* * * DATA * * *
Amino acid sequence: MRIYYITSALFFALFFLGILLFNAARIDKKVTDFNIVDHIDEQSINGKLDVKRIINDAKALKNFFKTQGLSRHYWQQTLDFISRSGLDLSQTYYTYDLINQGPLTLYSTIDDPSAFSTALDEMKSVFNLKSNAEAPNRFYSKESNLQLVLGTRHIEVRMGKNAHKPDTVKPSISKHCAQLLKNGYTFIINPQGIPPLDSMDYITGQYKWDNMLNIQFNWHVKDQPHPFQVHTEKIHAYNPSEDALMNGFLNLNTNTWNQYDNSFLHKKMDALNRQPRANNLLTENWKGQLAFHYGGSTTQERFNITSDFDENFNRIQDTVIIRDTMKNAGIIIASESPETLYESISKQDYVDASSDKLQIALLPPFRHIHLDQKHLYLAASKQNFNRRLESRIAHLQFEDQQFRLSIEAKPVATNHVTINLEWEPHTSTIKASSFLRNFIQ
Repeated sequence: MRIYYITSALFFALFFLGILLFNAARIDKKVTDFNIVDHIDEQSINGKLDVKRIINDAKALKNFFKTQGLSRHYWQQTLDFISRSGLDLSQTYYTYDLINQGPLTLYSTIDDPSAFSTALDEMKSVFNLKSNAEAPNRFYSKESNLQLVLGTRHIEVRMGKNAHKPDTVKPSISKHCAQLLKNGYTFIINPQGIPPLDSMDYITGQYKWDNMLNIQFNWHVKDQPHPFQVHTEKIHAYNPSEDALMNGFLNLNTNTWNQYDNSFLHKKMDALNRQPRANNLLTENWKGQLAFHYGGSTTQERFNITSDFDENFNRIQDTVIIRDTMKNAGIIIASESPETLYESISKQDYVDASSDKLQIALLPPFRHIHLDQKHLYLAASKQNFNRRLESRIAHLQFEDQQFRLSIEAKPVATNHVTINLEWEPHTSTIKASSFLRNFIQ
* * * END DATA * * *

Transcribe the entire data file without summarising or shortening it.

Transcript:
Amino acid sequence: MRIYYITSALFFALFFLGILLFNAARIDKKVTDFNIVDHIDEQSINGKLDVKRIINDAKALKNFFKTQGLSRHYWQQTLDFISRSGLDLSQTYYTYDLINQGPLTLYSTIDDPSAFSTALDEMKSVFNLKSNAEAPNRFYSKESNLQLVLGTRHIEVRMGKNAHKPDTVKPSISKHCAQLLKNGYTFIINPQGIPPLDSMDYITGQYKWDNMLNIQFNWHVKDQPHPFQVHTEKIHAYNPSEDALMNGFLNLNTNTWNQYDNSFLHKKMDALNRQPRANNLLTENWKGQLAFHYGGSTTQERFNITSDFDENFNRIQDTVIIRDTMKNAGIIIASESPETLYESISKQDYVDASSDKLQIALLPPFRHIHLDQKHLYLAASKQNFNRRLESRIAHLQFEDQQFRLSIEAKPVATNHVTINLEWEPHTSTIKASSFLRNFIQ
Repeated sequence: MRIYYITSALFFALFFLGILLFNAARIDKKVTDFNIVDHIDEQSINGKLDVKRIINDAKALKNFFKTQGLSRHYWQQTLDFISRSGLDLSQTYYTYDLINQGPLTLYSTIDDPSAFSTALDEMKSVFNLKSNAEAPNRFYSKESNLQLVLGTRHIEVRMGKNAHKPDTVKPSISKHCAQLLKNGYTFIINPQGIPPLDSMDYITGQYKWDNMLNIQFNWHVKDQPHPFQVHTEKIHAYNPSEDALMNGFLNLNTNTWNQYDNSFLHKKMDALNRQPRANNLLTENWKGQLAFHYGGSTTQERFNITSDFDENFNRIQDTVIIRDTMKNAGIIIASESPETLYESISKQDYVDASSDKLQIALLPPFRHIHLDQKHLYLAASKQNFNRRLESRIAHLQFEDQQFRLSIEAKPVATNHVTINLEWEPHTSTIKASSFLRNFIQ